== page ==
Leave Small Savings Rate Alone!
In the past few days, after the Reserve Bank of India (RBI) cut the repo rate, it is surprising to find banks blaming others for their inefficiency; it is shocking that the government buys—at least publicly—this argument, and tries to tinker with other instruments for investors. The entire banking community seems to operate as a consortium (‘cartel’ is undiplomatic) where they jointly decide the lending and savings rate of the whole system. It is very easy for them to hold the economy to ransom and they are successfully doing it with the help of government as well.
Just before the Budget, banks blamed the favourable taxation for debt mutual fund schemes as a reason for being unable to attract deposits; the government obliged, by bringing tax treatment of debt schemes on par with the bank FDs (fixed deposits), even for investors who were earlier invested in the debt schemes.
Now, banks blame the small savings rate for their inability to cut deposit rates and the government is more than willing to listen to banks, despite knowing it is irrational to do so. Although RBI has effected 1.25% rate cut in the past one year or so, banks have been able to pass only 0.6% to 0.7% cut to borrowers, despite the majority of loans now being lent at floating rates. 
Instead of rapping at least the nationalised banks to be more efficient, the government seems to be cunningly poised to lower its own liability of returns on small savings instruments by using the excuse of the outcry from the banks against these rates.
It is a foolish argument, if one looks at the facts logically. Bank FDs offer both liquidity and security, compared to debt schemes and PPF (public provident fund). One knows how risky it is to invest in debt schemes, especially after the Amtek fiasco, and banks slyly got the taxation changed to their advantage. Similarly, an instrument like PPF does not offer full liquidity till 15 years, a tenure for which most banks do not even offer FDs!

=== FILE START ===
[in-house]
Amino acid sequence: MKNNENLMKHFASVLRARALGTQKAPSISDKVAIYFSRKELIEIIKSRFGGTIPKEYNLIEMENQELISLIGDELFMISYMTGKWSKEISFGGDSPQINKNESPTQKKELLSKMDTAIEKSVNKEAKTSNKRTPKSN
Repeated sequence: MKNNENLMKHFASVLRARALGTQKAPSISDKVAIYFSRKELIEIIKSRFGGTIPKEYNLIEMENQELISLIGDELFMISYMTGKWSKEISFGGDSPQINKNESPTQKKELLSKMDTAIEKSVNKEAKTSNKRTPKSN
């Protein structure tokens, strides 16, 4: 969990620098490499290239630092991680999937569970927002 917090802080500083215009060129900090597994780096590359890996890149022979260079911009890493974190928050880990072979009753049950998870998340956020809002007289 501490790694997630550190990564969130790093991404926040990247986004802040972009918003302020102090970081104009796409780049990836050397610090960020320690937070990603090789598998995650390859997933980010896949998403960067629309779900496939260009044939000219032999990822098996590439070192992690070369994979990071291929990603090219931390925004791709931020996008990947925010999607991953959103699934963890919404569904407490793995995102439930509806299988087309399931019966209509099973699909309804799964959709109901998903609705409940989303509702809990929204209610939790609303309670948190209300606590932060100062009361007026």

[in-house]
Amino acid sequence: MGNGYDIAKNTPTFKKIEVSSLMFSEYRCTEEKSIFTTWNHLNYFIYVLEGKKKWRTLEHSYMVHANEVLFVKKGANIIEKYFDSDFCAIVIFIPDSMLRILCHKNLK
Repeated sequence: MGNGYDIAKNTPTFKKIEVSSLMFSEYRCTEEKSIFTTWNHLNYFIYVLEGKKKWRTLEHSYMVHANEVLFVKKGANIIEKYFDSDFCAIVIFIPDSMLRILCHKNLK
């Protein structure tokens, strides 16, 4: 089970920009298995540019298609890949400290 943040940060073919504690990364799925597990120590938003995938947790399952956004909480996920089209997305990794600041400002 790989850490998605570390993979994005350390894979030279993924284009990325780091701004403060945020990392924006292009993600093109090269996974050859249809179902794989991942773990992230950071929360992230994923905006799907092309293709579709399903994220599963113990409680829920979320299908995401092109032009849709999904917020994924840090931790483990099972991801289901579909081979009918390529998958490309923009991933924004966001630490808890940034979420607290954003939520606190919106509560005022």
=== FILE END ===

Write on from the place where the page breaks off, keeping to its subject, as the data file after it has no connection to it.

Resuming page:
If the government has to change the PPF or other savings rates, they should also look at making those instruments completely liquid, like bank FDs, with a penalty rate. Else, it is clear that the government is least interested in protecting the interests of the middle class which voted for it to come to power.
Request Moneylife team to help us by publishing their analysis of this issue.
Tarun Agarwal, by email

Exposing Lapses In The System

Sucheta Dalal’s “Bhushan Steel’s Dubious Restructuring” is a good article that exposes the lapses in the system. Unless and until the lapses identified can be fixed by way of demonstrative punishment and the brains behind them totally exposed, these things can go on forever. There are several such cases in banking which go unnoticed. 
Write-off of loans, restructuring of loans, offering of concessions and reliefs, accommodating defaulters’ accounts and sanctioning fresh loans are common in our banking system; they seldom get reported or detected easily.
Knowingly, or unknowingly, the authorities—including Securities and Exchange Board of India (SEBI) and ministry of corporate affairs (MCA)—are parties in this, encouraging camouflaging of bad loans and committing irregularities. More the number of banks, the better they are at hoodwinking the authorities.  Likewise, the more the number of subsidiaries for any company, the better it is to fool the banks and authorities. There are several companies with an unbelievable number of subsidiaries enabling the companies to raise capital, bank loans and other funds from market; seldom do they declare any dividend or even a small profit. They continue to always provide encouraging news by fudging their balance sheets. False news is accepted by the authorities and gullible investors. It is a fact that when the companies have many subsidiaries and many lenders, exercising any control on them is difficult and the managements’ intention is only to loot. It is impossible to fix them when the authorities are relaxed and casual in their approach.